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I am able to find derivatives of $\sin x$ and $\sin 2x$ using first principle (Using the formula for $\sin(A)-\sin(B)$ and subsequently using $\lim_{x\rightarrow 0}$ $\frac{\sin x}{x}$ = 1. But I am getting stuck in trying to find Derivative of $\sin(x^2)$ using the same.

After using the Sin A - Sin B formula I get the following result but then I am unable to separate out $x$ and $t$ to get a $\frac{\sin(t)}{t}$ form: $$\frac{2\cos(x^2+x\,t+\frac{t^2}{2})\sin(x\,t+\frac{t^2}{2})}{t}$$ and solve it further.

Request Guide.

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  • $\begingroup$ Use that $\frac{\sin x^2}{x}=\frac{\sin x^2}{x^2}\cdot \frac{x^2}{x}-$ $\endgroup$ – mfl Dec 4 '16 at 12:13
  • $\begingroup$ You have a limit of a product. Turn it into a product of the limits. $\endgroup$ – Patrick Stevens Dec 4 '16 at 12:18
  • $\begingroup$ There was a typo in the $\cos$ term ($t\,x$ instead of $x$.) I have edited it. $\endgroup$ – Julián Aguirre Dec 4 '16 at 12:19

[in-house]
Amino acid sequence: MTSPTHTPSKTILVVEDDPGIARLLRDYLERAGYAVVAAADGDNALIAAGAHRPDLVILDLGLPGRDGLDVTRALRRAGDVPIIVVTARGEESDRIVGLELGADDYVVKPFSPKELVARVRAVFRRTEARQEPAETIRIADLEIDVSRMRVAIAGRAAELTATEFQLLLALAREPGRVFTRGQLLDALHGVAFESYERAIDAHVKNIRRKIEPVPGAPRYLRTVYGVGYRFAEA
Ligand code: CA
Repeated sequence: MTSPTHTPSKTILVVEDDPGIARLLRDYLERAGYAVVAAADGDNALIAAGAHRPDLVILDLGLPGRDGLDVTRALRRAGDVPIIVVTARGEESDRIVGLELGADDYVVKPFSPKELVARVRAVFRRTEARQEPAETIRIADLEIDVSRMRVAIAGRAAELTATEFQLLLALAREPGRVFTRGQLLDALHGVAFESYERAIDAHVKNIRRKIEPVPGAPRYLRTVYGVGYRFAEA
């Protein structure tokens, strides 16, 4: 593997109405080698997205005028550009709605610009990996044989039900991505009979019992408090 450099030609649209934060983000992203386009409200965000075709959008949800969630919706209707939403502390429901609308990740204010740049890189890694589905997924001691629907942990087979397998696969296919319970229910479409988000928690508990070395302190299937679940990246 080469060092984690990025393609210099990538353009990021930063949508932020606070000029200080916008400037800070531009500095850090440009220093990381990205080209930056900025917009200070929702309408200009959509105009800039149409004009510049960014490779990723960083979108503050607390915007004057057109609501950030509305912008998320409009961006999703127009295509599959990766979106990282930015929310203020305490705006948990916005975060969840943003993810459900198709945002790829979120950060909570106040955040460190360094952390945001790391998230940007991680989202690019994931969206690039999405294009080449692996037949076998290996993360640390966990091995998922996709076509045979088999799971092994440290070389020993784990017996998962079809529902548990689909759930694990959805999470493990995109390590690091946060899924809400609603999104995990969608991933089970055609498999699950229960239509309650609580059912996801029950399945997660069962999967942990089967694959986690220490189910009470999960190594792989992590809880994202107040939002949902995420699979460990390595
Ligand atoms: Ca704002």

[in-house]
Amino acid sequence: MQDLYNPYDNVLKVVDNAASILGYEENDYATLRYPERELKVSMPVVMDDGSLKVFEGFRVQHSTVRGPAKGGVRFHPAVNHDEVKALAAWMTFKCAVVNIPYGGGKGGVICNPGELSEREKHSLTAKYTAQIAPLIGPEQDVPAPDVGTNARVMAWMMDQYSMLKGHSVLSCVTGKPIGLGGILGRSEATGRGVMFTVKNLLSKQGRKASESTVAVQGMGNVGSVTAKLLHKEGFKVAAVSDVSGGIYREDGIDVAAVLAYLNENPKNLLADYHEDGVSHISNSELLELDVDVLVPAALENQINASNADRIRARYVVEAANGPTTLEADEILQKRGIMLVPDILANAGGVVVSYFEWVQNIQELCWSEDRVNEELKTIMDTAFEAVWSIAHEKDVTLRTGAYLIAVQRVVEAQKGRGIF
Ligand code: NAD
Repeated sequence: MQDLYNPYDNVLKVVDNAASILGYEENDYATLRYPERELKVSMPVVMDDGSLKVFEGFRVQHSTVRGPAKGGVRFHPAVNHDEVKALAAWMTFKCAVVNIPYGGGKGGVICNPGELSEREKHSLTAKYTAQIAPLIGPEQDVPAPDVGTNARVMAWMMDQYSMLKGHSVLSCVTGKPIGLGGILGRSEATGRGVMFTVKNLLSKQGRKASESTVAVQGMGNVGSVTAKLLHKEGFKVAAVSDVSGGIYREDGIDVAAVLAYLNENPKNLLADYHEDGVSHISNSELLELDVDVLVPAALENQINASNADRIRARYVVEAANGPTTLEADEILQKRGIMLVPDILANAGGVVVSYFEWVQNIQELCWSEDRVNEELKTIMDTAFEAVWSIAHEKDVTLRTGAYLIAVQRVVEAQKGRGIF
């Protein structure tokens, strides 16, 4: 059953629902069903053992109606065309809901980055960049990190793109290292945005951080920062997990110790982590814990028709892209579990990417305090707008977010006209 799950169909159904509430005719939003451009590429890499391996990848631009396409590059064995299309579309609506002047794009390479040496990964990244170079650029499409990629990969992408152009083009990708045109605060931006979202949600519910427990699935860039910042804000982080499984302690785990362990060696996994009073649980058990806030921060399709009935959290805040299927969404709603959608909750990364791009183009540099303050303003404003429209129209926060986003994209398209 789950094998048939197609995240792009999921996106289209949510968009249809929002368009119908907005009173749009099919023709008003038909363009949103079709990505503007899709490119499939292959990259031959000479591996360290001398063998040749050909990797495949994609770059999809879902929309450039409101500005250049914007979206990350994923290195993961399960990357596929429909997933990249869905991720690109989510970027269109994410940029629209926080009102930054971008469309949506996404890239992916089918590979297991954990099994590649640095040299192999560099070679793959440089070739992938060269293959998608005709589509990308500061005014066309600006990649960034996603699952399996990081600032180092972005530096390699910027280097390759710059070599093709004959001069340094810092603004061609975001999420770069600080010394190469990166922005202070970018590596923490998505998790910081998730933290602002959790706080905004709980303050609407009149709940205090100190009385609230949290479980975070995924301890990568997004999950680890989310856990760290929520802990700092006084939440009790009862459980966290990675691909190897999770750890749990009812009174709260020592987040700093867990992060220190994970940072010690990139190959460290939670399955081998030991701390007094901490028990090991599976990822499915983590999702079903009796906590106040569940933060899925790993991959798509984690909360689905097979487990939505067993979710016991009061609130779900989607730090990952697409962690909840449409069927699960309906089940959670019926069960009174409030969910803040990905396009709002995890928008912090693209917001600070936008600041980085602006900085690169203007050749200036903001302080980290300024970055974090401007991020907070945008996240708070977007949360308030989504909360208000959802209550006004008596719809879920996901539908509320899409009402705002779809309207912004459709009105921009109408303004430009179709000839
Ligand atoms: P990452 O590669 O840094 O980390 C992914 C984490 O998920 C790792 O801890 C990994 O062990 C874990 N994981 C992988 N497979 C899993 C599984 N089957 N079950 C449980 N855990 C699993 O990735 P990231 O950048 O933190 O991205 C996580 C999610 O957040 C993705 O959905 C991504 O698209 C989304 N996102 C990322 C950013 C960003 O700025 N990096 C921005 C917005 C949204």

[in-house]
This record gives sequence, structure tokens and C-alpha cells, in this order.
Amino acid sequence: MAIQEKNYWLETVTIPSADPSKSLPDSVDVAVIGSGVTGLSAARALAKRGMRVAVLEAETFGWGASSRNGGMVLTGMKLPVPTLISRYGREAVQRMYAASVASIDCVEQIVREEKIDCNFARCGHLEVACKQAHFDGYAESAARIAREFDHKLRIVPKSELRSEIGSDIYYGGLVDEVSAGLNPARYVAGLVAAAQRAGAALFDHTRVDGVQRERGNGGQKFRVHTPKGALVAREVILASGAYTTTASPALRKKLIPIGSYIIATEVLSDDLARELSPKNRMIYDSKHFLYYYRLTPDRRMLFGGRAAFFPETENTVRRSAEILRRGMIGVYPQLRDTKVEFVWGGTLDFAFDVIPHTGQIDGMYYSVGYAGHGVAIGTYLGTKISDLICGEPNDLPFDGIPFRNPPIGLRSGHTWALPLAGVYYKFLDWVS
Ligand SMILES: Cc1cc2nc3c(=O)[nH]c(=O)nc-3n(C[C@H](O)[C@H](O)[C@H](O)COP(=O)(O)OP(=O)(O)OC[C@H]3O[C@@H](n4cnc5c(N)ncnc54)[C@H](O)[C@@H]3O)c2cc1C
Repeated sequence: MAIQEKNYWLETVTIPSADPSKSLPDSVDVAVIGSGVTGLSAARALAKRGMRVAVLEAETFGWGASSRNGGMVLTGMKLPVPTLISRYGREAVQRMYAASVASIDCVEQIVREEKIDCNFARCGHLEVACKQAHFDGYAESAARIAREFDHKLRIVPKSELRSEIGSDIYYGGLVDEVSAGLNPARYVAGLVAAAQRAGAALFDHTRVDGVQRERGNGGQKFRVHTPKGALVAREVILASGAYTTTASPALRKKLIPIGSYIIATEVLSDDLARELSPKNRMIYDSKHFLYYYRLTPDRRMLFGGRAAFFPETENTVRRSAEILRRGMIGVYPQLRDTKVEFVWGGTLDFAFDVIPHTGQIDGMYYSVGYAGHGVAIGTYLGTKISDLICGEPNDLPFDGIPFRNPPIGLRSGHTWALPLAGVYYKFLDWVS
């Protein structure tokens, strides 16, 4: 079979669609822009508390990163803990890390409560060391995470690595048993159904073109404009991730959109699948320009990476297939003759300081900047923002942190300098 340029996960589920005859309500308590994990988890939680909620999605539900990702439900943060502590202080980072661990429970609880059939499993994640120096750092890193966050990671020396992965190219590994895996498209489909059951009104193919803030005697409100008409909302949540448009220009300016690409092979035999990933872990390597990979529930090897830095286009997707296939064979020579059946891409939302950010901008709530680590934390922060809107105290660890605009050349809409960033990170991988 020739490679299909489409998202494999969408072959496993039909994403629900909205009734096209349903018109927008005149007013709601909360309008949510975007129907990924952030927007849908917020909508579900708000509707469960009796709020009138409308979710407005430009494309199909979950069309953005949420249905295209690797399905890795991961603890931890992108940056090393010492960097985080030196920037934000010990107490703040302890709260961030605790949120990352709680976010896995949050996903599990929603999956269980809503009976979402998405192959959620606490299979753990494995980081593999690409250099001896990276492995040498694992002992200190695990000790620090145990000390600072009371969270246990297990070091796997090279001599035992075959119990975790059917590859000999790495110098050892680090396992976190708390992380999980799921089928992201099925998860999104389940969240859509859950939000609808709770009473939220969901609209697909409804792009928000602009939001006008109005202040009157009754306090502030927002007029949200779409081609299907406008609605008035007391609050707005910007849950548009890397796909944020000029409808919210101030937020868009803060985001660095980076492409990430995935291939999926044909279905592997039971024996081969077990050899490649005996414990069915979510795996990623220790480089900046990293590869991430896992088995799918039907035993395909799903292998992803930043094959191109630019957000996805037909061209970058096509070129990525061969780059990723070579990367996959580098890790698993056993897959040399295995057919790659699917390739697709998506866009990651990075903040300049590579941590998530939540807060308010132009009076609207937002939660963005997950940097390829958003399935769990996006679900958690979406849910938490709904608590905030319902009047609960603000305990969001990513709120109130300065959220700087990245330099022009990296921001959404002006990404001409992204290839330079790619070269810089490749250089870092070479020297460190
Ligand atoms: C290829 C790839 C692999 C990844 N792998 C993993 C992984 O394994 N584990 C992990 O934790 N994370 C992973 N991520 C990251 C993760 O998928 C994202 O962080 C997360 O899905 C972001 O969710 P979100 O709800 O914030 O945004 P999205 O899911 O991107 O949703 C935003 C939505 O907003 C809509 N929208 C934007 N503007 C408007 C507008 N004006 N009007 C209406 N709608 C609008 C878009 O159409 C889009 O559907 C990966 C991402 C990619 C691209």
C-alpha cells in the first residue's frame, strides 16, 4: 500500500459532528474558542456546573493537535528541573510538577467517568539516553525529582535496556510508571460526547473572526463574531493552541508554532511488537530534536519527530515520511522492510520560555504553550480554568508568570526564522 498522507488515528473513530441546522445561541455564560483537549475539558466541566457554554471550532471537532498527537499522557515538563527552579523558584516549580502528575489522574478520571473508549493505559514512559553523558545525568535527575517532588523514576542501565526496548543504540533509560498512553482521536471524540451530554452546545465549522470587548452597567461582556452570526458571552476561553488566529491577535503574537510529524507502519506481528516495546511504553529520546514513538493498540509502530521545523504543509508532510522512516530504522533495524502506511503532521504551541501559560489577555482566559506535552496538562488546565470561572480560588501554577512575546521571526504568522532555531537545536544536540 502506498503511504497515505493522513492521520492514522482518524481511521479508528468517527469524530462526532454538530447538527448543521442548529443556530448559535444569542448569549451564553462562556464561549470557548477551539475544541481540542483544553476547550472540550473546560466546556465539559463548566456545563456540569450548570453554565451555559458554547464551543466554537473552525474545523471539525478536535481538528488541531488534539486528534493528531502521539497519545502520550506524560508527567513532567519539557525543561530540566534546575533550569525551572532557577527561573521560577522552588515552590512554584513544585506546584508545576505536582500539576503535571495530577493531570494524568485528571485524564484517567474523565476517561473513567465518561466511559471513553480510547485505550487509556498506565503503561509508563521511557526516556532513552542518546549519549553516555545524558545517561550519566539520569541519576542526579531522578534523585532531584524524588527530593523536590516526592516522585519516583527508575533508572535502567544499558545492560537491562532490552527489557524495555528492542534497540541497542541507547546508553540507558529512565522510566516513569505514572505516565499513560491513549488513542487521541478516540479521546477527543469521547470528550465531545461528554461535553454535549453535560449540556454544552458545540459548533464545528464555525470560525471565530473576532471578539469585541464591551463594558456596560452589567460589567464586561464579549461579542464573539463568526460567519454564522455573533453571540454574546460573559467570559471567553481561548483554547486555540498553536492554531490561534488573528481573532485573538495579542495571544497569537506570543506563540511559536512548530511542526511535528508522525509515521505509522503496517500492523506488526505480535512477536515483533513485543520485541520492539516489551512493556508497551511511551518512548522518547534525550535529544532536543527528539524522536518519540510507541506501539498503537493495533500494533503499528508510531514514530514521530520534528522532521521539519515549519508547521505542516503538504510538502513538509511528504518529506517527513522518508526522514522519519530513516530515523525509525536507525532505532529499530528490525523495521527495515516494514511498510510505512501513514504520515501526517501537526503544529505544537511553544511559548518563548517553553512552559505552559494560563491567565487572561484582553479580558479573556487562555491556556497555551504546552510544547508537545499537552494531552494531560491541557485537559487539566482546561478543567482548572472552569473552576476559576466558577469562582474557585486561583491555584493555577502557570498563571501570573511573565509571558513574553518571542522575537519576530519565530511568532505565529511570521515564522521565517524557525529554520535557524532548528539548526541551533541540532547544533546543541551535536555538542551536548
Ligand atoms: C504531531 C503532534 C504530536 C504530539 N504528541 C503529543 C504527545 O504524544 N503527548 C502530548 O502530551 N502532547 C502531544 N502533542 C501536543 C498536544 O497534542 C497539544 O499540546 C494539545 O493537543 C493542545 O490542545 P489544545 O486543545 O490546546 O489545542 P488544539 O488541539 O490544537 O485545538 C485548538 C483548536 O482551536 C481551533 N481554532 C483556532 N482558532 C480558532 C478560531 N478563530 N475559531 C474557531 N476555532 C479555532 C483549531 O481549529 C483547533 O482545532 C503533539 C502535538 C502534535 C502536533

• $\begingroup$ Yes, thank you. There was a typo alright $\endgroup$ – SAK Dec 4 '16 at 12:55
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$$\lim_{t \to 0}\frac{sin((x+t)^2)-sin(x^2)}{t}=\\ \lim_{t \to 0}\frac{2sin(\frac{(x+t)^2-x^2)}{2}).cos\frac{(x+t)^2+x^2)}{2}}{t}=\\ \lim_{t \to 0}\frac{2sin(\frac{2xt+t^2}{2}).cos\frac{(x+t)^2+x^2))}{2}}{t}\times \frac{\frac{2x+t}{2}}{\frac{2x+t}{2}}=\\ $$ $$\lim_{t \to 0}2\frac{sin(\frac{2xt+t^2}{2})}{\frac{2xt+t^2}{2}}\times \frac{\frac{2x+t}{2}}{1}\times cos\frac{(x+t)^2+x^2}{2}=\\ \lim_{t \to 0}2\times 1\times \frac{\frac{2x+t}{2}}{1}\times cos\frac{(x+t)^2+x^2}{2}=\\2\times \frac{2x+0}{2} \times cos\frac{(x+0)^2+x^2}{2}=\\2 \times x\times cos(x^2)$$

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  • $\begingroup$ Thank you. But as t will tend to zero, we get 2xcos(x$^2$+x)...... $\endgroup$ – SAK Dec 4 '16 at 13:12
  • $\begingroup$ I correct it @SAK $\endgroup$ – Khosrotash Dec 4 '16 at 13:47
  • $\begingroup$ Thank you very much.....it now seems so simple!! $\endgroup$ – SAK Dec 4 '16 at 14:32
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You are right to be stuck as the transformation is not totally obvious.

Notice that

$$\frac{\sin(xt+\dfrac{t^2}2)}t=\frac{\sin(xt+\dfrac{t^2}2)}{xt+\dfrac{t^2}2}\frac{xt+\dfrac{t^2}2}{t}=\frac{\sin(xt+\dfrac{t^2}2)}{xt+\dfrac{t^2}2}\left(x+\dfrac t2\right).$$

Then as the argument of the sine tends to zero, the limit of this expression is just $1\cdot x$. Now the original limit should be doable.

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